The last country where we were in project mode before our long drive home through Europe, Turkey was a place we knew little about and we were excited to explore.
We were also slightly preoccupied. Massive problems with our brakes in Lebanon – at one point we’d lost them completely on a mountain pass – had caused us to miss our ferry so on arrival we were four days behind schedule.
Friends and family had planned summer holidays in France to coincide with the dates that we’d given them which were now looking extremely ambitious: at the end of our time in Turkey we’d have about 4000km to cover before this reunion, we were absolutely exhausted and our brakes still weren’t working properly.
We were definitely feeling the pressure.
Taşucu – en route to Lebanon
Our fortnight in Turkey was split in two, the first couple of days spent in the port town Taşucu where we’d arrived from Cyprus before catching our onward ferry to Lebanon. Obviously this was before failing to catch the boat back again so we’d been quite relaxed and our time in Taşucu had been spent mainly on administration. Notable highlights had been fragrant Turkish coffee, fantastic fish and the first drops of rain we’d felt since Tunisia.
Getting back in
Returning to Taşucu post-Lebanon we are slightly less relaxed and on a mission to experience Turkey more thoroughly.
Getting in is a time consuming process, especially for Lucy with her British passport, who has to drive to another nearby port to buy a visa, while Anne-Laure – travelling on a French passport at this point – doesn’t need a visa at all. Waiting for customs and immigration is time consuming and tedious, with lots of queue barging going on around us.
Finally clear of the port, we start by adjusting our brakes – something we’ve become quite practised at – then head towards Konya, a painfully slow journey with Landy progressing even more slowly than the queue for immigration. We stop several times to feel the brakes, disconnect the air filter, tighten the master cylinder, reconnect the air filter and to let Landy cool down.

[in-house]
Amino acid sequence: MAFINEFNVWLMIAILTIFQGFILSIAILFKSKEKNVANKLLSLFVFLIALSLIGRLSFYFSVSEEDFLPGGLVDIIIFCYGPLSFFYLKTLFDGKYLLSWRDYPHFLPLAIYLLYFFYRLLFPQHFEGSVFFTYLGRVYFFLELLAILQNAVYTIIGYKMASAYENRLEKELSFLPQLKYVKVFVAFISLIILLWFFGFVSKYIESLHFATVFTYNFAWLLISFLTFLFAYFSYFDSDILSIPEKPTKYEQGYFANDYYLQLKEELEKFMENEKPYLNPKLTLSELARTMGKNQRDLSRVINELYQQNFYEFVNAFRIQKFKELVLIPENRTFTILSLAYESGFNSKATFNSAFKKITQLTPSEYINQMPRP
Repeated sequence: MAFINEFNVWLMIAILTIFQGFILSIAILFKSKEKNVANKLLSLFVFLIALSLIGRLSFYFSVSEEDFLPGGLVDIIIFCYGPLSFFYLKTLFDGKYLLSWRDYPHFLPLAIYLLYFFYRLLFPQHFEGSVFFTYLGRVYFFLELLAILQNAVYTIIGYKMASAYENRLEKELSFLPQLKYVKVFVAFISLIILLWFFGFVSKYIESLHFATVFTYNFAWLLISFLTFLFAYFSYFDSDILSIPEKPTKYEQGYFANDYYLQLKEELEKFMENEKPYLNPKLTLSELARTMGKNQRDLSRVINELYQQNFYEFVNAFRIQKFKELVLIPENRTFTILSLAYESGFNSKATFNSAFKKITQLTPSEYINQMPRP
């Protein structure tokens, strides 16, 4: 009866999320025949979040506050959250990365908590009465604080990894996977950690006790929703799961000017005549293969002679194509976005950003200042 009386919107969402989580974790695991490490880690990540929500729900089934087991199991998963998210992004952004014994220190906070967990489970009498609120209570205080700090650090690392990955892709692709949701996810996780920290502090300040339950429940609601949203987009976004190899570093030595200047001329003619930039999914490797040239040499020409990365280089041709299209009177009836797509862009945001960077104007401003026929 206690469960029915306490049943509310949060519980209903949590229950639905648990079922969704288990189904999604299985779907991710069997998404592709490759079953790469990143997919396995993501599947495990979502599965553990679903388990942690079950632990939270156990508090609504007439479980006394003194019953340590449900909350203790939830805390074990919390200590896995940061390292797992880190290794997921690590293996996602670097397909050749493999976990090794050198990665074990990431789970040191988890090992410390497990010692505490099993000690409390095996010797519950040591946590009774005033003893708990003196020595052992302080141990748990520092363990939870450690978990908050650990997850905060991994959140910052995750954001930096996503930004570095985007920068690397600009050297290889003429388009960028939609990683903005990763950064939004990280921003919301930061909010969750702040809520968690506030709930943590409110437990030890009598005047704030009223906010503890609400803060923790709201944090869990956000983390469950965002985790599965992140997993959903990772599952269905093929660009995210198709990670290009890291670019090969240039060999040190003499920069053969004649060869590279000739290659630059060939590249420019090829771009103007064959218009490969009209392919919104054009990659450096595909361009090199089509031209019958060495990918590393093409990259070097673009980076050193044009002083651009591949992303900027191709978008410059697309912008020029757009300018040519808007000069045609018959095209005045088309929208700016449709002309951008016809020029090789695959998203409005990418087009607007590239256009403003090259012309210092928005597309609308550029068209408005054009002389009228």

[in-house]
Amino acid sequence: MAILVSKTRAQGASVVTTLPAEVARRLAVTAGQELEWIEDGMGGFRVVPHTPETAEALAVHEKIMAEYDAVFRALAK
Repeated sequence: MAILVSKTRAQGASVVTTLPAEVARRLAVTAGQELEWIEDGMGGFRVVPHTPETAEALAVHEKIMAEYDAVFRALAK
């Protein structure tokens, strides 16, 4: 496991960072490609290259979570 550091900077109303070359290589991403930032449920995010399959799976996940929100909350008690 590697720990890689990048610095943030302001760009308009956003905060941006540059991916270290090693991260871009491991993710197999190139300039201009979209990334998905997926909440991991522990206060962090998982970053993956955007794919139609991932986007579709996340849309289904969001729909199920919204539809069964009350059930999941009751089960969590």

By afternoon we’re making better progress although the erratic behaviour of our brakes makes for a rather uncomfortable ride: sometimes they work perfectly, other times barely at all, and occasionally when it seems that everything is fine they unexpectedly lose grip mid pedal depression. The memory of the Lebanese mountain pass hovers over us and is an event we’re anxious not to repeat.
We make it to Konya, a traditional town home to beautiful mosques and whirling dervishes, in time for supper, coming across an odd-looking couple in full bridal-wear posing for pictures: he’s holding a broken violin with no bow while she pretends to sing into a microphone. Apparently they’re a real husband and wife but it seems a bit nonchalant for a wedding day – more like a marketing shoot. In other shots they’re holding hands and it occurs to us that perhaps – in this conservative town – it’s only acceptable to take pictures like this with models who are really are married to one another.
Our supper – whilst delicious – turns into a bizarre sort of dance with waiters obsessively clearing the table before we’ve finished with things. A full plate of sauce, half drunk cup of tea, full glass of mineral water and a glass of Ayran yoghurt – the Turkish national drink – disappear before we become savvy enough to physically hold on to anything we want to keep and even then we spend half the meal fighting off the restaurant staff before giving up and trudging back to our hotel.
After a night spent dreaming of brake master cylinders, Lucy wakes with a new strategy for adjusting ours and rushes out to enact her plan.
Some guys sitting outside a nearby shop find the whole thing very interesting. One of them helps by holding the cylinder while Lucy tightens the bolts. Predictably, he offers to tighten the bolts himself, and – equally predictably – the response is a civil ‘No thank you’. Refreshingly he accepts this immediately and asks if she’s a mechanic – a question we’ve been asked on many occasions since leaving the UK.